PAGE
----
Where items or services are not reimbursable by a federal healthcare program, providers and referring parties are not subject to AKS prosecution.  However, due to an emerging trend in prosecution, the absence of reimbursement from federal healthcare programs should no longer leave providers and referral sources with a sense of security that they cannot be prosecuted for kickback arrangements.

 

Prosecutors are increasingly bringing charges against payers and recipients of remuneration for referrals in the medical arena under the Travel Act.  The Travel Act criminalizes the use of the United States mail and interstate or foreign travel for the purpose of engaging in certain specified criminal acts.  The Travel Act typically enforces two categories of state laws – laws prohibiting commercial bribery (i.e. corrupt dealings to secure an advantage over business competitors) and laws addressing illegal remuneration, including specific provisions regarding improper payments in connection with referral for services.

 

In two very recent high profile cases, prosecutors brought charges against those allegedly involved in kickback schemes under the both AKS and the Travel Act – Biodiagnostic Laboratory Services in New Jersey and Forest Park Medical Center in Texas.  Both cases have resulted in several plea bargains, yet both have charges under AKS and the Travel Act that are still pending.  While no court has directly ruled on the merits of prosecuting kickback schemes for medical services and items under the Travel Act, it is noteworthy that, in the Forest Park Medical Center case, the charges under the Travel Act survived a motion to dismiss at the district court level just last month.

 

All parties involved in referral arrangements for medical items or services should be on heightened alert as a result of this development.  Whereas AKS can only be used to prosecute parties to a kickback arrangement where federal healthcare program funds are at issue, the use of the Travel Act may broaden prosecutors’ reach to the private payor sector, even where federal healthcare programs are not involved.

This blog post is the fifth in a series of articles discussing the current state of the law in New York regarding medical marijuana. To read the latest post in the series, Medical Marijuana 104: Responsibilities of Health Insurers, click here.

As you may recall from our first post in this series, medical marijuana in New York was legalized through the passage of the New York Compassionate Care Act (“CCA”) in 2014. The CCA also created new anti-discrimination protections for medical marijuana users. Namely, the CCA provides that patients who are certified for medical marijuana use shall not be subject to “disciplinary action by a business” for exercising their rights to use medical marijuana. The CCA further provides that being a certified patient is the equivalent of having a disability for purposes of the New York State Human Rights Law (“NYSHRL”).

Together the CCA and NYSHRL provide that New York employers with four or more employees are prohibited from terminating or refusing to employ an individual on the basis of his/her status as a certified medical marijuana patient. In addition, employers must provide reasonable accommodations to certified patients as a result of his or her disability. Accordingly, an employer may be subject to a discrimination claim if it fires or disciplines an employee for lawfully consuming marijuana under the CCA.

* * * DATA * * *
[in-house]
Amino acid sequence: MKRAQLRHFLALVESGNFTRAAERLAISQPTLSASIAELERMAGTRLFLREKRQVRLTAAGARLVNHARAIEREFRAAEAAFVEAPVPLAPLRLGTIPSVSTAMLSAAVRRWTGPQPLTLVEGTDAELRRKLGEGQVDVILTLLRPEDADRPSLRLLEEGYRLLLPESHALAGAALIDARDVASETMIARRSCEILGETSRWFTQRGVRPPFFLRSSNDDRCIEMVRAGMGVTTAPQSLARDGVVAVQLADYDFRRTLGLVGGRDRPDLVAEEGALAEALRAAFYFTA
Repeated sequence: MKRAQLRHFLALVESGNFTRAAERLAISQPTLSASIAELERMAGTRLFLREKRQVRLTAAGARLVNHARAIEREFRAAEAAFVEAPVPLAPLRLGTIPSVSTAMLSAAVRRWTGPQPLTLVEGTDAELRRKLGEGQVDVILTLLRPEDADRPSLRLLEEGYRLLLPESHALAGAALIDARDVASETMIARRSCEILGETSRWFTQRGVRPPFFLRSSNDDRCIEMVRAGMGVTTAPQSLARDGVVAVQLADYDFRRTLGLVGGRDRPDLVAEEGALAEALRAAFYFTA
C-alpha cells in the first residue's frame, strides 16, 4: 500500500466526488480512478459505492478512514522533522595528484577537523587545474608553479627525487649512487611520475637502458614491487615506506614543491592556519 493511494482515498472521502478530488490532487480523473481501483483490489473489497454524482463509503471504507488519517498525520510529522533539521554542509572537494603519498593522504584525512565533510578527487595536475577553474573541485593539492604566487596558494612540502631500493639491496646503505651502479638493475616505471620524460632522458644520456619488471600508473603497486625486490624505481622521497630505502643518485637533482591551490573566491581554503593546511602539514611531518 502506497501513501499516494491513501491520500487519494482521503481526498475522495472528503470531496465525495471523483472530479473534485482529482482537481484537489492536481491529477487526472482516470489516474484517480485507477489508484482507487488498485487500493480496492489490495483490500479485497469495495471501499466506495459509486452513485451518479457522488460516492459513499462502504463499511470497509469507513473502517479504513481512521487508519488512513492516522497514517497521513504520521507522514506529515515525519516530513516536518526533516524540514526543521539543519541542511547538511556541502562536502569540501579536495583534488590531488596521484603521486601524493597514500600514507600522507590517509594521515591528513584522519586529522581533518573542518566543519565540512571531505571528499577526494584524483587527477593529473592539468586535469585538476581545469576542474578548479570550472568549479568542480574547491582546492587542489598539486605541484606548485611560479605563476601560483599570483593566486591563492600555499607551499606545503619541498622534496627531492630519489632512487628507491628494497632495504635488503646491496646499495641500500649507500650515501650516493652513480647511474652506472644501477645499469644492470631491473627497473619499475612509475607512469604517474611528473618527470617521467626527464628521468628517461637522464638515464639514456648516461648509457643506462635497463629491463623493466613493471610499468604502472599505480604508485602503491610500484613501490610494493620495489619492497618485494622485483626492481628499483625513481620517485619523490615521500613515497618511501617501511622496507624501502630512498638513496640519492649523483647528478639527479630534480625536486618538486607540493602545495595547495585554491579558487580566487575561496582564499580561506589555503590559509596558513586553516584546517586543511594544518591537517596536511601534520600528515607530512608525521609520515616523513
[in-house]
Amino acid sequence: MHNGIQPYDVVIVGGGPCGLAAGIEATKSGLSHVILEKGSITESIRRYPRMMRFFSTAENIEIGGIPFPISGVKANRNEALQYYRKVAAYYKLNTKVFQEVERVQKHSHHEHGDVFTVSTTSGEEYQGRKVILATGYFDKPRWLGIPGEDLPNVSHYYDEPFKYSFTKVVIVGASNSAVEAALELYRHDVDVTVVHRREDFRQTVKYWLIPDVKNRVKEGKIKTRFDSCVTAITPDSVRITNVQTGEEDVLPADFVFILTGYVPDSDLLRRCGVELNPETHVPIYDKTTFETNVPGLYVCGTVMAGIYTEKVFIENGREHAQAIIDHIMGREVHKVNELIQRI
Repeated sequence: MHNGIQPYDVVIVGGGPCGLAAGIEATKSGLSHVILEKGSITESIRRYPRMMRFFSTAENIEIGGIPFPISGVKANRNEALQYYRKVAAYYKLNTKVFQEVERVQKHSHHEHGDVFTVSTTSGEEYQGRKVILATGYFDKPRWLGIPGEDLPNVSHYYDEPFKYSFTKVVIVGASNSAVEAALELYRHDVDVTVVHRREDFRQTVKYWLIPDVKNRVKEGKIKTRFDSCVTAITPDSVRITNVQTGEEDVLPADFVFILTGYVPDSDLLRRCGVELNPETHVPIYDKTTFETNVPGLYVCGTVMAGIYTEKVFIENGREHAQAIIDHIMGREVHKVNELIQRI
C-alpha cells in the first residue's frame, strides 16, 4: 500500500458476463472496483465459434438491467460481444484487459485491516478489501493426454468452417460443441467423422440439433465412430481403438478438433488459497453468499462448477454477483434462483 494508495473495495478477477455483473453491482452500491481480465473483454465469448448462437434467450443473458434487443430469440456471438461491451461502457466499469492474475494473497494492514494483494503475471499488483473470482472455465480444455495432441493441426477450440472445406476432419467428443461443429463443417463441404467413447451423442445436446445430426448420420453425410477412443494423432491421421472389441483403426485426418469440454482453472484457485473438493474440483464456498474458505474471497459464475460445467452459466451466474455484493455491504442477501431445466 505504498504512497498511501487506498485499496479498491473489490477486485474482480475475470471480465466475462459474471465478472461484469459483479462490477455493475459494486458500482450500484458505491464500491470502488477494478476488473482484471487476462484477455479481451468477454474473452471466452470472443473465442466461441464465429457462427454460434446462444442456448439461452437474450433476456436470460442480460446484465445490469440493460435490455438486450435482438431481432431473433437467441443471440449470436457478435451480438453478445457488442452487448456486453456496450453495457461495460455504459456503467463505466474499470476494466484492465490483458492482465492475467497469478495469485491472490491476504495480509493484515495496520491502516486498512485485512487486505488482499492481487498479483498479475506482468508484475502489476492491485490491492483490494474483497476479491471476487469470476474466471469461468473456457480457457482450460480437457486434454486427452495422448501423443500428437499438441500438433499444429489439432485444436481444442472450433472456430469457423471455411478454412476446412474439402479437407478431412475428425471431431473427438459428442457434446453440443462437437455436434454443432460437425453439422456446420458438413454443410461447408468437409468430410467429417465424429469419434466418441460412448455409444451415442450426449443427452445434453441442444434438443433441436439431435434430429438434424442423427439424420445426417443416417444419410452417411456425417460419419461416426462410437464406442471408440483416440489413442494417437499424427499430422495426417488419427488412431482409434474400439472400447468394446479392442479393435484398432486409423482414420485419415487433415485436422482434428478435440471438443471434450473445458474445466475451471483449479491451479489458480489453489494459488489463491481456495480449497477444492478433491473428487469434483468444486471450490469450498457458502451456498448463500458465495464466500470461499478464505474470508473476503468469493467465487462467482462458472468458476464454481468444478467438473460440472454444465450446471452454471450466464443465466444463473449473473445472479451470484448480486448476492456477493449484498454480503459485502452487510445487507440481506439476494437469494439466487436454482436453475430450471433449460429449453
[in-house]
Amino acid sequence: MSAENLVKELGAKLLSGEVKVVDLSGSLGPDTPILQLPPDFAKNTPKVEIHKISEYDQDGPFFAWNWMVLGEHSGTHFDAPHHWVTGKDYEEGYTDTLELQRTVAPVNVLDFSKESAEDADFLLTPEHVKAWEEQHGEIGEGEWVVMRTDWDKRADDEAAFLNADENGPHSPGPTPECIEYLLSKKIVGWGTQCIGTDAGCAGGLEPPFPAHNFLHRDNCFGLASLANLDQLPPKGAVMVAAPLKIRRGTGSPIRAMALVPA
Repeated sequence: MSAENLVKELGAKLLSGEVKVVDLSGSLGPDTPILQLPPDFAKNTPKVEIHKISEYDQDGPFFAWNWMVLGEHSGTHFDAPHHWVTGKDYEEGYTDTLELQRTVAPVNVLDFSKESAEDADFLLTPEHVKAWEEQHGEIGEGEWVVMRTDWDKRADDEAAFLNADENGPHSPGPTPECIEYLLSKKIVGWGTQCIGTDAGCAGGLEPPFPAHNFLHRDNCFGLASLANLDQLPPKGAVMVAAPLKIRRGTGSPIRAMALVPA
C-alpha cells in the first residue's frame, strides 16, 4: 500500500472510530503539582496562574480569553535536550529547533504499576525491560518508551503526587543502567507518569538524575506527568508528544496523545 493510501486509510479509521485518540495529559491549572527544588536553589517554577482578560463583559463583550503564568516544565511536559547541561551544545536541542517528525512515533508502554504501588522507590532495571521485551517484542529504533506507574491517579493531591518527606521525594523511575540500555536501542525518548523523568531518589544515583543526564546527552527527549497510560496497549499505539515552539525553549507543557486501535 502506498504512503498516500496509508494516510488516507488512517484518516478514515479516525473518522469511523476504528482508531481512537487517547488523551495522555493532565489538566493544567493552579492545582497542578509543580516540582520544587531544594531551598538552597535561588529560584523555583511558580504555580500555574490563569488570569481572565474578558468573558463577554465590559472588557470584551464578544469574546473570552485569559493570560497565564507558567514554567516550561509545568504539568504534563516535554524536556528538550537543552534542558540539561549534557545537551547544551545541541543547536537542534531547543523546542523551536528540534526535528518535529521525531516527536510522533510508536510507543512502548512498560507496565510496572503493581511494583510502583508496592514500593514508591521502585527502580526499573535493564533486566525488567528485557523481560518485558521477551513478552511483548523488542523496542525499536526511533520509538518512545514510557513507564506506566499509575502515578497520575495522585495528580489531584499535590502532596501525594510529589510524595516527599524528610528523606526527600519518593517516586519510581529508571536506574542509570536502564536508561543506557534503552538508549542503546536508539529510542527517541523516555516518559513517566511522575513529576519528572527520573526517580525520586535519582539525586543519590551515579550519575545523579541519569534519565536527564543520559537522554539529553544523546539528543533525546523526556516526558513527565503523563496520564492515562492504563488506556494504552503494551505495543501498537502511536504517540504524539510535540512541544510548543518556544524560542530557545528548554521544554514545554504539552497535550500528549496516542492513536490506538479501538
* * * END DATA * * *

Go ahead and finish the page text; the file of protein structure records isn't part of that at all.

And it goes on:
The CCA does contain two exceptions to the above general rules. First, the CCA does “not bar the enforcement of [an employer’s] policy prohibiting an employee from performing his or her employment duties while impaired by a controlled substance.” Second, the Act does “not require any person or entity to do any act that would put the person or entity in violation of federal law or cause it to lose a federal contract or funding.”

The Americans with Disabilities Act (“ADA”), which became law in 1990, is a civil rights law that prohibits discrimination against individuals with disabilities in all areas of public life, including jobs, schools, transportation, and all public and private places that are open to the general public. The purpose of the law is to make sure that people with disabilities have the same rights and opportunities as everyone else.

Marijuana in any form and for any use is illegal at the federal level under the Controlled Substances Act (“CSA”). The ADA provides that a person’s illegal use of drugs is grounds for denying employment or firing from employment. The ADA defines “illegal use of drugs” as follows: “the use of drugs, the possession or distribution of which is unlawful under the Controlled Substances Act. Such term does not include the use of a drug taken under supervision by a licensed health care professional, or other uses authorized by the Controlled Substances Act or other provisions of Federal law.”

For the most parts court have, to date, agreed that, because the CSA does not allow medicinal use of marijuana, a medical professional cannot legally, as a matter of federal law, supervise medical marijuana use so as to bring an employee under the ADA’s protection. See, e.g., James v. City of Costa Mesa, 2010 U.S. Dist. LEXIS 53009, at *8-11 (C.D. Cal. Apr. 30, 2010); Barber v. Gonzales, 2005 U.S. Dist. LEXIS 37411, at *2-5 (E.D. Wash. July 1, 2005); Johnson v. Columbia Falls Aluminum Co., 2009 WL 865308, at *4 (Mont. Mar. 31, 2009).